Summer is a time for cookouts, picnics, and fun by the pool. Usually, all of these events involve food. As the temperature rises, it’s important to be mindful of the increase in risk of foodborne illnesses. It’s easy to forget how long food has been sitting out when you’re enjoying the cool water or catching up with friends. Below are some tips to keep the guess work out of it and keep you healthy this summer.
Welcome to the Danger Zone
Food left out at temperatures between 40-140 degrees fahrenheit for more than two hours should be thrown away. This is the prime temperature range for bacteria to thrive. If food is meant to be hot, it needs to be kept warmer than 140 degrees if not consumed in less than two hours. If food is meant to be cold, it needs to be chilled at a temperature lower than 40 degrees if out for more than two hours or if leftovers are to be salvaged.
Ice, Ice Baby
If you plan on transporting food to a destination, purchasing a reliable cooler is one of the first steps to stay safe. The cooler should fasten tightly, keeping its contents cold inside. Add ice or ice packs to keep food at the appropriate temperature inside. Clean the inside of the cooler after every use, as spills or stray food that stick to the sides can be a breeding ground for bacteria.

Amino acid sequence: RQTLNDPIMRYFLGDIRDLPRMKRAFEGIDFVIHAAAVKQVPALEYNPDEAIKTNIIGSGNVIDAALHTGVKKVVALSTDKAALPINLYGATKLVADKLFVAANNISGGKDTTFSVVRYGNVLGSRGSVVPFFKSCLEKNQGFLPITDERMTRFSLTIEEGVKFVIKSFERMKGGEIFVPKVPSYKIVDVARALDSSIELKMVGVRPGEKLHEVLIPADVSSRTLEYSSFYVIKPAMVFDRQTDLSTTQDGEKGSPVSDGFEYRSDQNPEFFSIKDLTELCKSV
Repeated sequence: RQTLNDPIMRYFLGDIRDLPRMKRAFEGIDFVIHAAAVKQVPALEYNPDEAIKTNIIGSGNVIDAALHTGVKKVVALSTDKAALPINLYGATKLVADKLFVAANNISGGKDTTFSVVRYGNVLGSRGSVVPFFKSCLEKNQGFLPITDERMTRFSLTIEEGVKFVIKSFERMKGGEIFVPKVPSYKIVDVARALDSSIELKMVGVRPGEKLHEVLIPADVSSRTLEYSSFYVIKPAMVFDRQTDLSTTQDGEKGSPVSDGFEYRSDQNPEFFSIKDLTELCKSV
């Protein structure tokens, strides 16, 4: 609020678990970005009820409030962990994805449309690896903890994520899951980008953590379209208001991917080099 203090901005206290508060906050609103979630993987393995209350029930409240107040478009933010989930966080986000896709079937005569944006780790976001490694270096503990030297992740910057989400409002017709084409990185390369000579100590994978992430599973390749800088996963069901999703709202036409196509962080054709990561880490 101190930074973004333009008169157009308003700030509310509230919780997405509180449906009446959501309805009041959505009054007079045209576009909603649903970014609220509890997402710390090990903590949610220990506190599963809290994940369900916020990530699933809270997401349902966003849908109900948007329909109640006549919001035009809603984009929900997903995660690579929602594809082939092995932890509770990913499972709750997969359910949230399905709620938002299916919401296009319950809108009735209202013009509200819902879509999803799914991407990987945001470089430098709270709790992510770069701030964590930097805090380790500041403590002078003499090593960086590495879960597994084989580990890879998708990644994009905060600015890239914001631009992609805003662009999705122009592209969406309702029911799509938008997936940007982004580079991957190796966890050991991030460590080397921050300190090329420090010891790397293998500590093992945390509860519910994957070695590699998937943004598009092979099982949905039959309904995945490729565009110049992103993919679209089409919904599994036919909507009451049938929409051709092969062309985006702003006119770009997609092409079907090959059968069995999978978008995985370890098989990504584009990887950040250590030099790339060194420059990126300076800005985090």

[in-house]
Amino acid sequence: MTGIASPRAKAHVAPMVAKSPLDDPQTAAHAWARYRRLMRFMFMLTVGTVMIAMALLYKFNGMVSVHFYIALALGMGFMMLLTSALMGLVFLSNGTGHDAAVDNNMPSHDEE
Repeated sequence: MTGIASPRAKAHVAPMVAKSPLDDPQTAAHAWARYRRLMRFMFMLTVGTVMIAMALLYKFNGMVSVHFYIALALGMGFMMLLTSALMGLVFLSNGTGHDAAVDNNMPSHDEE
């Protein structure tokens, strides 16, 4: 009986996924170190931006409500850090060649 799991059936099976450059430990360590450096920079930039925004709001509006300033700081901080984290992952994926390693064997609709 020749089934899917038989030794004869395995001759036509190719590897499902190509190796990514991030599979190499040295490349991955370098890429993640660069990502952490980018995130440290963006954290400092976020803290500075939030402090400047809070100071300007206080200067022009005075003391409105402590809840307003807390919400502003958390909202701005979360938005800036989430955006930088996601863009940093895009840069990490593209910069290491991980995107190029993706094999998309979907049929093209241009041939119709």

Use special care with items that contain ingredients that spoil easily, such as mayonnaise and eggs. Keep these items closest to the ice in your cooler, and do not leave them out longer than necessary.
Good old-fashioned soap and water is the gold standard for germ eradication, but if there is not a bathroom on the premises, bring anti-bacterial handwipes and/or hand sanitizer. If you are sharing the same bag of chips or container of cookies, you don’t want to be exchanging germs, too.
Judge a Fruit by its Cover
If you plan to serve watermelon, avocado, or anything else with a peel/skin, remember to wash it thoroughly before you pack it. One of the easiest ways to spread germs is by dragging a knife through a piece of fruit with a dirty peel. All those germs from the skin will end up on the flesh of the fruit and in your mouth.
Perish the Thought
If you plan to travel far or have no way to keep food climate controlled, consider packing things that are non-perishable. Peanut butter and jelly sandwiches, crackers, grapes, granola bars, trail mix, and bananas are all safe choices.
When in Doubt, Throw it Out
If you are ever unsure about how long food has been sitting out in the sun, dispose of it. It’s not worth the risk of spending the rest of your weekend sick.